January 24, 2019 | Sean Foo
When it comes to selling Saas (software as a service), there is a multitude of methods to price your service.
You could adopt the simple fixed packaged one price model and make it real simple…
Or you could offer 6 or more option to your customers and really just confuse the hell out of them.
While there is a temptation to simplify your pricing strategy to come out with a single pricing, you actually create more problems down the road.
A single price will make prospects think that they need to either accept your pricing and the features that come along with it or go elsewhere.
That isn’t good!
“What if I need these 5 features but am not interested in the other two?”
“I really love their core features but the rest are unnecessary for my current stage in business.”
Get what I mean?
If you just offer a single price, there is a tendency for your prospect to click away and compare your price for a lower cost.
What we want to do is to present packages and options to the customer.
That way, it stops becoming a question of if the client pays you but how much money the customer ends up giving.
A big enterprise who has a big budget can definitely pay more and will require all of your features.
But a small startup might have a real tight budget and can only afford the core feature of your Saas product.
By only offering one price, you are actually isolating away 66% of your potential customers or more!
While I’m sure your Saas product is totally awesome and groundbreaking, there is one thing just as important that you need to give your customer.
You need to give them choices.
People love and want control. They want to be able to pick the features that are important to them and drop away the rest.
Giving options is actually an awesome and safe way to make sure your product is selling and bringing cash-flow to your business…and drastically increases the odds of your business getting the bigger sale.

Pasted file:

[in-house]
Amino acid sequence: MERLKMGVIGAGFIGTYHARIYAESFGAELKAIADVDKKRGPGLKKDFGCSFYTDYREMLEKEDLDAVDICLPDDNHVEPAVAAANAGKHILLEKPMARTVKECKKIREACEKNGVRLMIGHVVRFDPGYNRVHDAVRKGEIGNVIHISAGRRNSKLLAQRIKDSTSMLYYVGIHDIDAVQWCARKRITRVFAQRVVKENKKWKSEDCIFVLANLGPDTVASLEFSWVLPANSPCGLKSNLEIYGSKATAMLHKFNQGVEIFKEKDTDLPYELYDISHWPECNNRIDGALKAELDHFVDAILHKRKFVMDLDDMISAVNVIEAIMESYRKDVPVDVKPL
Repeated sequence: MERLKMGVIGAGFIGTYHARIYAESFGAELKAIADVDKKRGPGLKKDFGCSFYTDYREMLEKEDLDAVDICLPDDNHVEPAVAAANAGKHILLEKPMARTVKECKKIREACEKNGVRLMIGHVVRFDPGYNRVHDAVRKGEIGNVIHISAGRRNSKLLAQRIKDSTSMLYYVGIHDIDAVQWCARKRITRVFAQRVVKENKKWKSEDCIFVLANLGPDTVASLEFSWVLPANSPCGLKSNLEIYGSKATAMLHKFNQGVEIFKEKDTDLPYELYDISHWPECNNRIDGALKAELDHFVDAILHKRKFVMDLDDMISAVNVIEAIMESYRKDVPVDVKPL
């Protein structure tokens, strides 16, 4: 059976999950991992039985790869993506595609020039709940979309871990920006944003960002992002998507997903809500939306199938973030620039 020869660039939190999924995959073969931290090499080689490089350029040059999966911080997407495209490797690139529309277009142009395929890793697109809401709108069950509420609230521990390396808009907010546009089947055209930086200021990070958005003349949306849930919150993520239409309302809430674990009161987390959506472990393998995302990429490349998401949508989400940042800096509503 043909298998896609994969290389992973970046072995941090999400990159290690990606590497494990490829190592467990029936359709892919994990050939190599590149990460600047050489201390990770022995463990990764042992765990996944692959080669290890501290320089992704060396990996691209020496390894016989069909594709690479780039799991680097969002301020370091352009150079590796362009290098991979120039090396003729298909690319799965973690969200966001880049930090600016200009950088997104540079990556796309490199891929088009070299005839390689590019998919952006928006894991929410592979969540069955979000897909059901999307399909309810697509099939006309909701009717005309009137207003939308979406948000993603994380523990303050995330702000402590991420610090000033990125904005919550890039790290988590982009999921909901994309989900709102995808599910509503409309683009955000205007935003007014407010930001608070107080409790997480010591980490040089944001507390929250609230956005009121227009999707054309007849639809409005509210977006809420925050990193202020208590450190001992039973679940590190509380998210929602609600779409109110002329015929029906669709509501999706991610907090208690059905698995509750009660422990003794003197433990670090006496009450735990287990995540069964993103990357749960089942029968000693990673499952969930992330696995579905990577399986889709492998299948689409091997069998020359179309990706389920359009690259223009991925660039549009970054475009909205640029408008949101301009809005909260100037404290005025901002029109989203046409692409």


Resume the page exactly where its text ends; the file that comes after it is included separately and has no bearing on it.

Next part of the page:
Options Allow You To Showcase Your Premium Features
Most customers online (like me), won’t have a clue about which features are essentials and which are premium add-ons that make their lives 100X easier.
Yesware, an email marketing service, does this beautifully.
They use the 3 tier pricing strategy.
By giving three options with clear descriptions of the additional features in each subsequent tiers…
Yesware has clearly differentiated their core features with their premium ones and are catering to three different buyer groups.
By giving options to your customers, you can clearly help them decide if having the premium features will benefit their business.
However, Having Too Many Options Isn’t Good
While having different tiered pricing is important to capture additional sales, having one like Microsoft’s is counterproductive and downright confusing.
From just one glance, it is easy to get overwhelmed and realize that there isn’t really much information provided in the various tiers.
Is there even a difference between Office 365 Home vs Personal?
What features make Office Professional $300 higher than the Home version?
Too confusing, too many questions left un-answered = customer clicks away.
So if having one option isn’t ideal while too many options in my offer lead to confusion…
How many is ideal?
Let’s go through how the 3 tier pricing works.
The idea is pretty simple actually, you give your customers three options of your product to choose from.